I would argue that Paul is largely responsible for his predicament. Let us look at the evidence. Paul lives in a fantasy world in which he imagines himself to be a member of Pittsburgh's wealthy social elite. But instead of doing something—such as working hard or studying—to become just like the people he admires, Paul simply indulges in idle fantasies. This leads him to take a shortcut to living out his dreams by stealing from his employer and heading off to New York. Even with all this money burning a hole in his pocket, Paul does not put it to good use. He simply wastes it all on living out the fantasy of a wealthy young man about town.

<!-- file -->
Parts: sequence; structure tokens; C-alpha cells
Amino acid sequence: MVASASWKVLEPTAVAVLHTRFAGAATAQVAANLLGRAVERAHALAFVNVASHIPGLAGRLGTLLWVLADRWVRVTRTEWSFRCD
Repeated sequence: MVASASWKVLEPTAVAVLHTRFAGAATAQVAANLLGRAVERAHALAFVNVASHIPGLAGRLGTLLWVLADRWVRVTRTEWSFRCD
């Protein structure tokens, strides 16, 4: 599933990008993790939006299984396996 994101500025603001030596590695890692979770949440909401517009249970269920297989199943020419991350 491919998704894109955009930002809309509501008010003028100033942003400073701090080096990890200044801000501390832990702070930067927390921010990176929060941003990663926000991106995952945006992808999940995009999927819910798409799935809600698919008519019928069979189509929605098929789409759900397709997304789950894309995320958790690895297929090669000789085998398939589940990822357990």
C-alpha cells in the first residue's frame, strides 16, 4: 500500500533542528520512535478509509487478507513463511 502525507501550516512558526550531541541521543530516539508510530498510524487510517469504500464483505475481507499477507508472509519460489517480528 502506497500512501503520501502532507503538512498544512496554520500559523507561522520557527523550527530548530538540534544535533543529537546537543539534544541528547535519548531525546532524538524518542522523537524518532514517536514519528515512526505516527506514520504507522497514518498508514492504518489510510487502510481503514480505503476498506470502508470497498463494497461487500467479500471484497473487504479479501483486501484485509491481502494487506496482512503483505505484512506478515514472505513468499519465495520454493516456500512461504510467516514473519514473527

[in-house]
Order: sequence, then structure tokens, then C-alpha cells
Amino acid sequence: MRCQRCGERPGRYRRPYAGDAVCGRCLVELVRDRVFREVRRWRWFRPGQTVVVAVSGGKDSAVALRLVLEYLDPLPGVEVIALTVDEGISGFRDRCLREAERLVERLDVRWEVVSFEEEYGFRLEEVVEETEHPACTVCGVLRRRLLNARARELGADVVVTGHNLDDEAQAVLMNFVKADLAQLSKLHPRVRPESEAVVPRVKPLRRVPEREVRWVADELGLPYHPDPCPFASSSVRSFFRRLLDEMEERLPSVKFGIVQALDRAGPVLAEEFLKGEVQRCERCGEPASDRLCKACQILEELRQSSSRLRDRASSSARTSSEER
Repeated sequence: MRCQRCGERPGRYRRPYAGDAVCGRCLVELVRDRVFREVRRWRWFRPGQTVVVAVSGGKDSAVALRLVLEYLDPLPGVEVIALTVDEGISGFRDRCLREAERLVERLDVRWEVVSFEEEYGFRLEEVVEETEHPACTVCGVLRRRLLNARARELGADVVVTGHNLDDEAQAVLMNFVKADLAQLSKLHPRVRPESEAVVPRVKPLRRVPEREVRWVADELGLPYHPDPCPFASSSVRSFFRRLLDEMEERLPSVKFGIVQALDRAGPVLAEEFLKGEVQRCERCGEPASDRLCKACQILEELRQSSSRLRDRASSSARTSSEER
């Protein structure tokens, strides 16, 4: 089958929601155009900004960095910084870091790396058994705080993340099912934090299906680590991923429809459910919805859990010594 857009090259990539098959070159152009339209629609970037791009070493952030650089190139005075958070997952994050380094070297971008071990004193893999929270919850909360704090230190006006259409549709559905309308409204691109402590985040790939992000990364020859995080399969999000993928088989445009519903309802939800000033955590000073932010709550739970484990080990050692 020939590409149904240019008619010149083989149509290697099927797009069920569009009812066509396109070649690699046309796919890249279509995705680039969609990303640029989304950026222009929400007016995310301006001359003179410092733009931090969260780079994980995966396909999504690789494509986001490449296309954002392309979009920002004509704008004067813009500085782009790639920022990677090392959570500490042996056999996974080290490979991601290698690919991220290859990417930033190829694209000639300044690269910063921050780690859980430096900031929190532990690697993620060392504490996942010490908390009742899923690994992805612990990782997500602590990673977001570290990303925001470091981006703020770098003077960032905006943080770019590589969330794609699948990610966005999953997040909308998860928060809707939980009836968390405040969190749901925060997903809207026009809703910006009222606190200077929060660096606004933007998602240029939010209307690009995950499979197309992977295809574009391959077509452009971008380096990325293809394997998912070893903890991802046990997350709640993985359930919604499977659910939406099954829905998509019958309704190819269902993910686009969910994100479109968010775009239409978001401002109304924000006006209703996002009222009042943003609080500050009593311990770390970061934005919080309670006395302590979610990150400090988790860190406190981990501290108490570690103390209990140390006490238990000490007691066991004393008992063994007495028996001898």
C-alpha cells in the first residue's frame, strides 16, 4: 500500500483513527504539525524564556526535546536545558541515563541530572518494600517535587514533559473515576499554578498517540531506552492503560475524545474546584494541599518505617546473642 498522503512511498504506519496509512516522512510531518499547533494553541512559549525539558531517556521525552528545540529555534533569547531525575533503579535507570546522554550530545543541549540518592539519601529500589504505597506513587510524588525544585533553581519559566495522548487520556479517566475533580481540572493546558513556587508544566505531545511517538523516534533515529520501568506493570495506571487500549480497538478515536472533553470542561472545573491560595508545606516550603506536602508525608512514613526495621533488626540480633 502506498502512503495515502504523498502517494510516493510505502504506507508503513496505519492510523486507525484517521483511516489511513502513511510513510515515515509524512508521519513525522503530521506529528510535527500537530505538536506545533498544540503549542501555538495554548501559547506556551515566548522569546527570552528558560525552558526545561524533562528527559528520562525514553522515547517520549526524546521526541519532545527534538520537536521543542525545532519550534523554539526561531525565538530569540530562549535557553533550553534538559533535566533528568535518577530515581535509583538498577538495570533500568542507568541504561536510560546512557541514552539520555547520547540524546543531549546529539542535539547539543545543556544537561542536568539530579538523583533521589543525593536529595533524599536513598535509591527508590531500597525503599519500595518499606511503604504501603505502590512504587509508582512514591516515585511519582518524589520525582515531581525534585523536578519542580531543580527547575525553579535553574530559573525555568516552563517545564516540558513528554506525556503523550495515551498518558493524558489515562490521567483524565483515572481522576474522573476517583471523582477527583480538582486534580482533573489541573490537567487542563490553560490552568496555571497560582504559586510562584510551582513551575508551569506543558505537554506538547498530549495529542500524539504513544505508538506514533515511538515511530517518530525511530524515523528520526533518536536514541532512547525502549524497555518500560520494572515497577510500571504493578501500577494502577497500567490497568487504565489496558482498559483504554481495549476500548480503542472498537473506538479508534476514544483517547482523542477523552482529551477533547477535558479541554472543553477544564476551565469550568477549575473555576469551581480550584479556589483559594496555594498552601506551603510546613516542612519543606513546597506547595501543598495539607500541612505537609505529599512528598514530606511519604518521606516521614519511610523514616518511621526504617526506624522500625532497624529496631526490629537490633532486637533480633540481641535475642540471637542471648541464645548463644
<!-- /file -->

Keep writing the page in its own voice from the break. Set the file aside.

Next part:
In choosing to live in this fantasy world of his, Paul makes it virtually impossible for himself to live in the real world. It is no surprise, then, that he should take his own life. If he cannot live in the real world, then he must die in it. Though undoubtedly tragic, there is no doubt that Paul's demise is the inevitable outcome of the many bad choices he has made throughout his short life.